Re: Question On Becoming A Citizen in 1920s Canada #canada

Alan Greenberg

You are sort of correct, but not quite.

First, there was no concept of Citizenship in Canada. If you naturalized, you because a British Subject (citizenship in Canada did not come about until 1947). But that does not alter your basic question. The Naturalization Act of 1914 required an applicant to have been resident in Canada for at least 1 year, and resident in some British territory for at least 5 years. So residence in England for 4 years followed by just 1 year in Canada would suffice.

That probably does not address your case. Census data is notoriously unreliable. The naturalization file would likely give the data of arrival as well as the ship.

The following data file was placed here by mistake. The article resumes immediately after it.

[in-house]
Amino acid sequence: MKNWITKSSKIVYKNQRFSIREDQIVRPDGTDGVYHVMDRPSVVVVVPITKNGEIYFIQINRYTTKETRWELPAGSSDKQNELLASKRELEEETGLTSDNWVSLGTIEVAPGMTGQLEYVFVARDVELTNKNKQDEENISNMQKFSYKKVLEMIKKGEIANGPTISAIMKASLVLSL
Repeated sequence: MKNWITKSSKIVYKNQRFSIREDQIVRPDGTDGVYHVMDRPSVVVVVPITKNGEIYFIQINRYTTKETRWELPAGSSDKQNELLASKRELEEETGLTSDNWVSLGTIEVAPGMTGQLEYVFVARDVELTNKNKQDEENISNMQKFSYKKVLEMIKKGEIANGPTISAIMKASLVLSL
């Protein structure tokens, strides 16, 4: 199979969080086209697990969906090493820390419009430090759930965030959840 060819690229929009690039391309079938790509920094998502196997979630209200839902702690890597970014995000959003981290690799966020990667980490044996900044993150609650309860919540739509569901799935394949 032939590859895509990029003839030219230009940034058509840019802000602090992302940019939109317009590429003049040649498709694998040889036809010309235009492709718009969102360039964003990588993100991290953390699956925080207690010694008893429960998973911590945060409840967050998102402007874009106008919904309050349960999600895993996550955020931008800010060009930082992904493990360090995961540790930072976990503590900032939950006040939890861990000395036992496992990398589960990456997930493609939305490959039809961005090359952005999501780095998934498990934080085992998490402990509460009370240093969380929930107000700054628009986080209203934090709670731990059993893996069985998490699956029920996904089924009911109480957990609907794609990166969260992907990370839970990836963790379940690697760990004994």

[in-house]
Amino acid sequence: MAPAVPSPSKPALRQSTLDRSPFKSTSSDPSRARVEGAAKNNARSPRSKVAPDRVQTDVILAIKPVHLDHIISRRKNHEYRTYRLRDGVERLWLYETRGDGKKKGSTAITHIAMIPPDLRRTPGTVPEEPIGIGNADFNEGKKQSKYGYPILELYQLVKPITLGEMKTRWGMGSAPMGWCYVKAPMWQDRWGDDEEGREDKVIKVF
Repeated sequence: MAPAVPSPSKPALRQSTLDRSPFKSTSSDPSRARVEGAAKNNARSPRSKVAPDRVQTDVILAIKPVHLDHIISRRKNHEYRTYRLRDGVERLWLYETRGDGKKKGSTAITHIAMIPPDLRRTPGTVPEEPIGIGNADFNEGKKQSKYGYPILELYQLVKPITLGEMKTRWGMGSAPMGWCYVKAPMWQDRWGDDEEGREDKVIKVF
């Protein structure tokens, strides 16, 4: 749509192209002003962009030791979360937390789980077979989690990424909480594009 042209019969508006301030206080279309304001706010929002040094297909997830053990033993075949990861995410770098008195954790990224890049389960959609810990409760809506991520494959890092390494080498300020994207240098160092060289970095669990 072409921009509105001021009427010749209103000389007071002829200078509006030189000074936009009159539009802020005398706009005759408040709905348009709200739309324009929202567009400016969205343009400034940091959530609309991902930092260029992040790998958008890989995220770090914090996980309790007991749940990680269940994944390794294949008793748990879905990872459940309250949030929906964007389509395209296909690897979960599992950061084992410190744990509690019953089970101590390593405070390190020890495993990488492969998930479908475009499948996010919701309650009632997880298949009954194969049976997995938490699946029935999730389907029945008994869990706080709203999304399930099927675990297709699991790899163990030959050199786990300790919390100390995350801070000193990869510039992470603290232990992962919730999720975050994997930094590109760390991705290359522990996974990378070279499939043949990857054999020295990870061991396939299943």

Sadly with the pandemic, as Jeri knows, it is taking many months to get naturalization records.

Alan Greenberg

At 2021-01-03 03:47 PM, Teewinot via wrote:
Happy New Year Cousins!

I'm trying to figure out a possible puzzle. I say possible, because I'm
not even sure I have the right people (same common name).

According to one index I found, it has my cousin (definitely him) taking
the Oath of Allegiance in Montreal in June 1923.

I found a person of the same name in the 1921 Canada census for
Montreal. Some of the information fits and makes sense (occupation and
marital status), some of it doesn't. It says this person's nationality
was "United States" and that he arrived in Canada in 1920. It was my
understanding that my cousin went right from Grodno Gubernia to Montreal
(date unknown), but I suppose that could be wrong.

How long did a person have to live in Canada before they could apply for
and obtain citizenship? I thought it was five years. This seems like
too short a time if these two people are one and the same.

Thank you,
Jeri Friedman
Port Saint Lucie, Florida

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